B - EXCLUSIVE POWERS OF THE SENATE
Its principal powers are :
§ initiate the examination of bills concerning the approval of international treaties or agreements ;
§ authorize the President of the Republic to leave the national territory for a period of longer than five days ;
§ confirm nominations from the grade of Colonel upwards and the grade of Principal Commissioner upwards in the army and the police force respectively ;
§ confirm the nomination of ambassadors and plenipotentiary ministers, magistrates and other offices as specified by the Constitution ;
§ authorize the sending of permanent military forces overseas and the entry of foreign armed forces onto national territory ;
§ confirm the nomination of directors of the Central Bank (who, in a national emergency, can borrow to finance non-budgeted expenses following a decision taken by the President of the Republic and ratified by the Senate).
C - PARLIAMENTARY CONGRESS
1) Joint meeting of both chambers of Congress
a) Joint sessions of both chambers are presided by the President of the Senate.
b) Principle powers of both chambers united in Congress :
§ receive the oaths of the President of the Republic, the Vice President and the Supreme Court of Justice ;
§ accept or refuse the resignation of the President of the Republic or the Vice President ;
§ authorize the entry of foreign armed forces onto national territory and sending of permanent military forces overseas except for courtesy visits ;
§ partially or completely approve or reject the budget execution report after hearing the comptroller general of the Republic.
2) Permanent Congress committee
15 days before the end of the session, 6 members and 3 alternates from the Senate and 12 members and 6 alternates from the Chamber of Deputies are designated as members of the permanent Congress committee which will fulfil its duties during the intersession period.
The powers of this committee include, in particular, that of guaranteeing the Constitution and the law, ensuring that the next session opens on the planned date, organising extraordinary sessions, and giving authorization for the President of the Republic to leave the national territory for more than five days.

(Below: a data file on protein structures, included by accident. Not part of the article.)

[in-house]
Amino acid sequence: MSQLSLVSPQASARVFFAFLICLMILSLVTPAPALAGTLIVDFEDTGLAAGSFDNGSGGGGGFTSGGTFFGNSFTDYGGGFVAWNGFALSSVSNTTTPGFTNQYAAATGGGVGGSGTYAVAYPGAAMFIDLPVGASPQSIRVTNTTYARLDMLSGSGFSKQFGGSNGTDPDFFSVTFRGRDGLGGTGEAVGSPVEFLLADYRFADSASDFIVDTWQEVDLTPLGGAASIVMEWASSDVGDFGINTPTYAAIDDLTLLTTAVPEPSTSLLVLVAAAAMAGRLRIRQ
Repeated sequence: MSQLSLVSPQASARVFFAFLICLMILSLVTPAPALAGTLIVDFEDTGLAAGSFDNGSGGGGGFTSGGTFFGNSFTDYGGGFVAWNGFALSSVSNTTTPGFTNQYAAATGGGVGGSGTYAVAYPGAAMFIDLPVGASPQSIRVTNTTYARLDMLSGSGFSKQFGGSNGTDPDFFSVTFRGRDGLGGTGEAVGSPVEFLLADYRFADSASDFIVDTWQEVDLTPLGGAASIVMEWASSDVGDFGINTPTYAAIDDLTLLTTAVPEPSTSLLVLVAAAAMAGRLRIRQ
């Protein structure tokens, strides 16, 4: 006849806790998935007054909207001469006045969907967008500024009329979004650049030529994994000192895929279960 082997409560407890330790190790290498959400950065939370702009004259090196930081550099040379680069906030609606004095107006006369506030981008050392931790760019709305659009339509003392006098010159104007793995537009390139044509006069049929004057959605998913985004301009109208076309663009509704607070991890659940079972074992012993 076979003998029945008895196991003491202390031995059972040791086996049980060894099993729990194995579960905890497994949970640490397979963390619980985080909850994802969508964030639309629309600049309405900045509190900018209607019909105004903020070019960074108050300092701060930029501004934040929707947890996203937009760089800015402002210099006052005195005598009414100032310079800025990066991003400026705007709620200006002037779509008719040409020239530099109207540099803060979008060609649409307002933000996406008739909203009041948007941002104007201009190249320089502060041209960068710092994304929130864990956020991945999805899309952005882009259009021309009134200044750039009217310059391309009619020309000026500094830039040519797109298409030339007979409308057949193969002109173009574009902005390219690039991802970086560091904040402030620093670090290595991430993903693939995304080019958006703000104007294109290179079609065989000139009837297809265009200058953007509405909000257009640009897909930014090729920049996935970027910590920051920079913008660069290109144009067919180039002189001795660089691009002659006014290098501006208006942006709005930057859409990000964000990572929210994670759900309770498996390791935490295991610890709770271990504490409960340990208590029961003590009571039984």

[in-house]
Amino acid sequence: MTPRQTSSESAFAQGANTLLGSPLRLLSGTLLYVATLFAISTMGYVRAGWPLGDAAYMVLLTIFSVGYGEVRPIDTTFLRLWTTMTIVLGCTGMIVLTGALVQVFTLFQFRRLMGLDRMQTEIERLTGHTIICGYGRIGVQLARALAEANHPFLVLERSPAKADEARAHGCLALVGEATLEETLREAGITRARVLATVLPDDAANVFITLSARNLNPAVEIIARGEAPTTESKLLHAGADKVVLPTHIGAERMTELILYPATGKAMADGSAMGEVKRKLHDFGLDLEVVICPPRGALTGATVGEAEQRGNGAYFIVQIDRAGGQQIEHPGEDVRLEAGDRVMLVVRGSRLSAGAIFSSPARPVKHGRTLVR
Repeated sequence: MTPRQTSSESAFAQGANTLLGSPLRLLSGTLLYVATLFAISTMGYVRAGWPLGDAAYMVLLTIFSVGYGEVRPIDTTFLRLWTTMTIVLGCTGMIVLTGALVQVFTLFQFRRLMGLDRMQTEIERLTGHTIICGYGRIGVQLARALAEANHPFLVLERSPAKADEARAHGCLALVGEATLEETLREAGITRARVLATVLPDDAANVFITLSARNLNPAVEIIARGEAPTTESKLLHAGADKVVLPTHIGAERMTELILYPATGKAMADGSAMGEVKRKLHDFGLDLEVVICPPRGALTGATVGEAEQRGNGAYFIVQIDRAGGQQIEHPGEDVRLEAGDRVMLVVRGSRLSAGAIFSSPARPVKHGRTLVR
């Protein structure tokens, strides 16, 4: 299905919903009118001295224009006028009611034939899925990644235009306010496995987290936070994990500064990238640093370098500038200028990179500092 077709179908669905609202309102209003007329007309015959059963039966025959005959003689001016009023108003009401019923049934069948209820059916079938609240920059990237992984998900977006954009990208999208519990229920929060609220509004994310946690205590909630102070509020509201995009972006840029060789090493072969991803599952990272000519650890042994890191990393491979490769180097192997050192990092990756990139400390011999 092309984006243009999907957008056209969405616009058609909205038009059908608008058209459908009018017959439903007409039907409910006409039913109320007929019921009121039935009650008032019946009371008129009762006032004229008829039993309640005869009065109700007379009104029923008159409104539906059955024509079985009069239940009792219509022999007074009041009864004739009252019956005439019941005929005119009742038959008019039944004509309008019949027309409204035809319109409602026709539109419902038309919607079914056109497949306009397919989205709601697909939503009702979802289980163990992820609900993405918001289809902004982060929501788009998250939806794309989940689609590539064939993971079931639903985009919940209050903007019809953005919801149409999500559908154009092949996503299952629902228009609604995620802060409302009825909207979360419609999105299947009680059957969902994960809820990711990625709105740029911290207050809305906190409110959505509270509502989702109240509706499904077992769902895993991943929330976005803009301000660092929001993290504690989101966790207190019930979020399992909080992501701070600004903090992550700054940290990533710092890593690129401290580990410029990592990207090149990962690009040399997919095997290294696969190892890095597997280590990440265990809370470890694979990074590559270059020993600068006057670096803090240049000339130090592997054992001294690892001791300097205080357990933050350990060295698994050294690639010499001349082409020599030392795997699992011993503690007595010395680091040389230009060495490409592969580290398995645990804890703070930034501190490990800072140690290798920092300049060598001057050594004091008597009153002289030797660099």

D - STATE OF EMERGENCY
In the case of an international armed conflict or domestic disorder which threaten the Constitution or the regular operation of the country's institutions, the Congress or the President of the Republic can declare a state of emergency across all or a part of the national territory for a maximum of 60 days. If the President makes the declaration, it has to be approved or rejected by the Congress within 48 hours. The 60-day period can be renewed by successive periods of 30 days on agreement by the absolute majority in both chambers.
During the intersession period, the President of the Republic can declare a state of emergency once only for a maximum of 30 days and the decision must be submitted within eight days to Congress convened for an extraordinary session.
E - In the case of incapacity or absence of the President of the Republic, if the Vice President is also unavailable, the President of the Senate is the acting president.
F - LEGAL MATTERS
1) If magistrates are tried for crimes and misdemeanours committed while in office, two deputies and two senators take part in a "magistrate's indictment jury".
2) Members of the Council of Magistrates are senators (and deputies) designated by their chambers.
3) The lists of candidates to the be Supreme Court judges are established by the Council of Magistrates and submitted to the Senate which nominates the judges with ratification by the President of the Republic.
4) The attorney general is nominated by the President of the Republic -with ratification by the Senate- from a list of three candidates proposed by the Council of Magistrates. He takes his oath before the Senate.
G - The following are nominated by the Chamber of Deputies from a list of three candidates presented by the Senate :
§ public Ombudsman ;
§ comptroller General of the Republic.